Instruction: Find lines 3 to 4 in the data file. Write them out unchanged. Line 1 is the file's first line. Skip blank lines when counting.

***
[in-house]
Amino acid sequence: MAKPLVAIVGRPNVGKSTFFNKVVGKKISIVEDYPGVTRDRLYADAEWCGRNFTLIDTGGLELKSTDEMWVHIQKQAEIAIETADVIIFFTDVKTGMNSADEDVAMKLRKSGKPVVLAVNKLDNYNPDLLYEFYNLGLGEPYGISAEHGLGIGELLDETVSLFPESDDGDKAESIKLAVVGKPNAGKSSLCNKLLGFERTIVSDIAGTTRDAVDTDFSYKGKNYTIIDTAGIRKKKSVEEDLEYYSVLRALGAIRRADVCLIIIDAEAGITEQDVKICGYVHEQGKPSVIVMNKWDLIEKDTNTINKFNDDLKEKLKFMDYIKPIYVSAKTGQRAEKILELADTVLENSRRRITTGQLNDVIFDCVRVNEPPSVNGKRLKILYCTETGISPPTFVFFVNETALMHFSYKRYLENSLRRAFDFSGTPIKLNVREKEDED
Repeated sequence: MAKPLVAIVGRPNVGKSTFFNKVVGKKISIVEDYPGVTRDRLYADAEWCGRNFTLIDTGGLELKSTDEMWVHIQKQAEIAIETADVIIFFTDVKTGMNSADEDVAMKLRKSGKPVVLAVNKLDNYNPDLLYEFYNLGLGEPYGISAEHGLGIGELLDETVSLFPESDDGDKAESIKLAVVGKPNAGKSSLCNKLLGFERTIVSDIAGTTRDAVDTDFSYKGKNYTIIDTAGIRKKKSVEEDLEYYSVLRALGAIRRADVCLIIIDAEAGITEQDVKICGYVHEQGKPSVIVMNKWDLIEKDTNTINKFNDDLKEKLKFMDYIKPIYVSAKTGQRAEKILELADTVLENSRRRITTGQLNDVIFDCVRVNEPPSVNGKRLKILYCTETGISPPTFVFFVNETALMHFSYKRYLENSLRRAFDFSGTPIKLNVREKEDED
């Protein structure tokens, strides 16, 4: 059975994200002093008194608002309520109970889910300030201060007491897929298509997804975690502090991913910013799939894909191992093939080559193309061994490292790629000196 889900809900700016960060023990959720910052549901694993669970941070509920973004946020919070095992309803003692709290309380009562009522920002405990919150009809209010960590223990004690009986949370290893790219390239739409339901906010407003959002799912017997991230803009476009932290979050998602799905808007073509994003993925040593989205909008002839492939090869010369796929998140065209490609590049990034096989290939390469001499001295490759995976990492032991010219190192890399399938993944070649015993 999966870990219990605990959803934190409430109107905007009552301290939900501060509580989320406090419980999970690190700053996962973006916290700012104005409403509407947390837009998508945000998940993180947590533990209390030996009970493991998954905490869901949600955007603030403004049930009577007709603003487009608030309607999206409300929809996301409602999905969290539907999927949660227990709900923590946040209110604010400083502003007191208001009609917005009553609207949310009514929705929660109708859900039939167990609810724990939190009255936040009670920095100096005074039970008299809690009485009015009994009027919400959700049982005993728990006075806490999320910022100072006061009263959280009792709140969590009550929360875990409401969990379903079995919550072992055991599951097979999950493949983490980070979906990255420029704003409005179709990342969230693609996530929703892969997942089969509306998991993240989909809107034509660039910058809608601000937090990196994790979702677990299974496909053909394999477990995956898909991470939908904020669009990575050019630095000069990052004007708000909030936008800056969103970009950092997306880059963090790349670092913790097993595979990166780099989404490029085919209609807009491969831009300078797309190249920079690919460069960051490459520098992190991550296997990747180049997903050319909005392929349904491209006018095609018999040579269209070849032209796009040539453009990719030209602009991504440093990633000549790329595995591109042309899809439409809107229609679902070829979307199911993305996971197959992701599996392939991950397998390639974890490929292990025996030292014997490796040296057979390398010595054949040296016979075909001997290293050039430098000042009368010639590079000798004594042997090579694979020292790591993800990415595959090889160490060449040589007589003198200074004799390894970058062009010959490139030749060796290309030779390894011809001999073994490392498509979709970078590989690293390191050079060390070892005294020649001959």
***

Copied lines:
Repeated sequence: MAKPLVAIVGRPNVGKSTFFNKVVGKKISIVEDYPGVTRDRLYADAEWCGRNFTLIDTGGLELKSTDEMWVHIQKQAEIAIETADVIIFFTDVKTGMNSADEDVAMKLRKSGKPVVLAVNKLDNYNPDLLYEFYNLGLGEPYGISAEHGLGIGELLDETVSLFPESDDGDKAESIKLAVVGKPNAGKSSLCNKLLGFERTIVSDIAGTTRDAVDTDFSYKGKNYTIIDTAGIRKKKSVEEDLEYYSVLRALGAIRRADVCLIIIDAEAGITEQDVKICGYVHEQGKPSVIVMNKWDLIEKDTNTINKFNDDLKEKLKFMDYIKPIYVSAKTGQRAEKILELADTVLENSRRRITTGQLNDVIFDCVRVNEPPSVNGKRLKILYCTETGISPPTFVFFVNETALMHFSYKRYLENSLRRAFDFSGTPIKLNVREKEDED
């Protein structure tokens, strides 16, 4: 059975994200002093008194608002309520109970889910300030201060007491897929298509997804975690502090991913910013799939894909191992093939080559193309061994490292790629000196 889900809900700016960060023990959720910052549901694993669970941070509920973004946020919070095992309803003692709290309380009562009522920002405990919150009809209010960590223990004690009986949370290893790219390239739409339901906010407003959002799912017997991230803009476009932290979050998602799905808007073509994003993925040593989205909008002839492939090869010369796929998140065209490609590049990034096989290939390469001499001295490759995976990492032991010219190192890399399938993944070649015993 999966870990219990605990959803934190409430109107905007009552301290939900501060509580989320406090419980999970690190700053996962973006916290700012104005409403509407947390837009998508945000998940993180947590533990209390030996009970493991998954905490869901949600955007603030403004049930009577007709603003487009608030309607999206409300929809996301409602999905969290539907999927949660227990709900923590946040209110604010400083502003007191208001009609917005009553609207949310009514929705929660109708859900039939167990609810724990939190009255936040009670920095100096005074039970008299809690009485009015009994009027919400959700049982005993728990006075806490999320910022100072006061009263959280009792709140969590009550929360875990409401969990379903079995919550072992055991599951097979999950493949983490980070979906990255420029704003409005179709990342969230693609996530929703892969997942089969509306998991993240989909809107034509660039910058809608601000937090990196994790979702677990299974496909053909394999477990995956898909991470939908904020669009990575050019630095000069990052004007708000909030936008800056969103970009950092997306880059963090790349670092913790097993595979990166780099989404490029085919209609807009491969831009300078797309190249920079690919460069960051490459520098992190991550296997990747180049997903050319909005392929349904491209006018095609018999040579269209070849032209796009040539453009990719030209602009991504440093990633000549790329595995591109042309899809439409809107229609679902070829979307199911993305996971197959992701599996392939991950397998390639974890490929292990025996030292014997490796040296057979390398010595054949040296016979075909001997290293050039430098000042009368010639590079000798004594042997090579694979020292790591993800990415595959090889160490060449040589007589003198200074004799390894970058062009010959490139030749060796290309030779390894011809001999073994490392498509979709970078590989690293390191050079060390070892005294020649001959």